Sunday, June 11, 2006
Iraqi civilians caught between a rock and a hard place.
The good citizens in Ramadi know that their innocence is no shield to modern weaponry or tactics. Unfortunately not everyone is able to get out of town before the shit hits the fan. The LA Times today reports on the situation for these people caught in this vise.
Fears of an imminent offensive by the U.S. troops massed around the insurgent stronghold of Ramadi intensified Saturday, with residents pouring out of the city to escape what they describe as a mounting humanitarian crisis.But things are getting better in Iraq because we got Zarqawi this week, don't you know.
The image pieced together from interviews with tribal leaders and fleeing families in recent weeks is one of a desperate population of 400,000 people trapped in the crossfire between insurgents and U.S. forces. Food and medical supplies are running low, prices for gas have soared because of shortages and municipal services have ground to a stop.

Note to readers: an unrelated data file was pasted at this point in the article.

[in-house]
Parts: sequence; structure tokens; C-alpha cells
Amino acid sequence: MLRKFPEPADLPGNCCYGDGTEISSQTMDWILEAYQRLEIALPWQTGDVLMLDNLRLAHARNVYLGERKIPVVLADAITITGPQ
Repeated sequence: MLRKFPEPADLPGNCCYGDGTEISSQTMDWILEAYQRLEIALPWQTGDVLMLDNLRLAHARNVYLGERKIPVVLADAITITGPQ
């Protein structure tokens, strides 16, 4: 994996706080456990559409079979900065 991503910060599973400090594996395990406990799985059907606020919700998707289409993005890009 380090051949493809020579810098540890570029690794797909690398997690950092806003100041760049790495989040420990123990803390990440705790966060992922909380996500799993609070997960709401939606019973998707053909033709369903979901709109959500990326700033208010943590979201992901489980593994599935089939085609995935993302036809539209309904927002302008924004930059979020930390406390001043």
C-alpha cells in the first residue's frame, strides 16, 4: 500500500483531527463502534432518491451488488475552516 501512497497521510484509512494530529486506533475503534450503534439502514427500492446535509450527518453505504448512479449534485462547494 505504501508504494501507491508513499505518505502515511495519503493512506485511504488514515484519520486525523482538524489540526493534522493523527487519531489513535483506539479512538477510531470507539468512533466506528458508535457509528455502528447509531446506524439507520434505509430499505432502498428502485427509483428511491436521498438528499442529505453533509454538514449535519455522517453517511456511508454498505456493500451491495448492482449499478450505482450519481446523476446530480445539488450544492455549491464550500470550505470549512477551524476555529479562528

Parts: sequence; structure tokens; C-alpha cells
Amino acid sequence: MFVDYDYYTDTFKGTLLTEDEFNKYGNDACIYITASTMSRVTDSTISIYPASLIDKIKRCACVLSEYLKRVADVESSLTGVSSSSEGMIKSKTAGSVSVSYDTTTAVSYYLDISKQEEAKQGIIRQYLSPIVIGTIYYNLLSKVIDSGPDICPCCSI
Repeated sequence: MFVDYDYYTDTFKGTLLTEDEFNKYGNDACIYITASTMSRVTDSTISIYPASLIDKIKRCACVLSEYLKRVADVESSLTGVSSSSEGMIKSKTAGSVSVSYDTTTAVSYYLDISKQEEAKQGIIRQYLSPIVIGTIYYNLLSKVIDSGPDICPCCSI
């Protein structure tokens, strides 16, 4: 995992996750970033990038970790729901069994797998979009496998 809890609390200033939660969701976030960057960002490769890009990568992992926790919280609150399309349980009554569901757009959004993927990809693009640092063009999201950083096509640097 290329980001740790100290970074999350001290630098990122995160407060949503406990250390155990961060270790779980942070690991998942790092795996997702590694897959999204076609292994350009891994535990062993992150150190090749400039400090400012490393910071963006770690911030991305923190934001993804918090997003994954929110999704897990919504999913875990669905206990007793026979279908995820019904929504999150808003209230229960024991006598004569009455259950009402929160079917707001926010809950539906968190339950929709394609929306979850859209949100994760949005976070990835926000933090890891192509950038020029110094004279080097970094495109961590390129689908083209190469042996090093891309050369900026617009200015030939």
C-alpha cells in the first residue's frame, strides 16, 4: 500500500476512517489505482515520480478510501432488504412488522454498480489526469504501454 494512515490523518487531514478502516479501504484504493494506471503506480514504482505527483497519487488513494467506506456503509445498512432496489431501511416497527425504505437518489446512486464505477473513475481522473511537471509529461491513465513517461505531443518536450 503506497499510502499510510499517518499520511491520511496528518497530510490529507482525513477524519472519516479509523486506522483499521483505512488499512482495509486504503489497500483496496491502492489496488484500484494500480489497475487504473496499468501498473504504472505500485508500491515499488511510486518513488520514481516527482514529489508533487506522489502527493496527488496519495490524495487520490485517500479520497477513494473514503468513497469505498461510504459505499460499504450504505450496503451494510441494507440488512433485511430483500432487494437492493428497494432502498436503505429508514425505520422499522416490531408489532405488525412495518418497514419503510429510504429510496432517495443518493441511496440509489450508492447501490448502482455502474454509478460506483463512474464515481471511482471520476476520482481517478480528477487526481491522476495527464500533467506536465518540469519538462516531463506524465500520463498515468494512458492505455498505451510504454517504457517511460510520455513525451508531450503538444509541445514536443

U.S. and Iraqi forces had cordoned off the city by Saturday, residents and Iraqi officials said. Airstrikes on several residential areas picked up, and troops took to the streets with loudspeakers to warn civilians of a fierce impending attack, Ramadi police Capt. Tahseen Dulaimi said.
U.S. military officials refused to confirm or deny reports that a Ramadi offensive was underway.
Thousands of families remain trapped in the city, those who have fled say. Many can't afford to leave or lack transportation, whereas other families have decided to wait for their children to finish final examinations at school before escaping.
"The situation is catastrophic. No services, no electricity, no water," said Sheik Fassal Gaood, the former governor of Al Anbar province, whose capital is Ramadi.
"People in Ramadi are caught between two plagues: the vicious, armed insurgents and the American and Iraqi troops."
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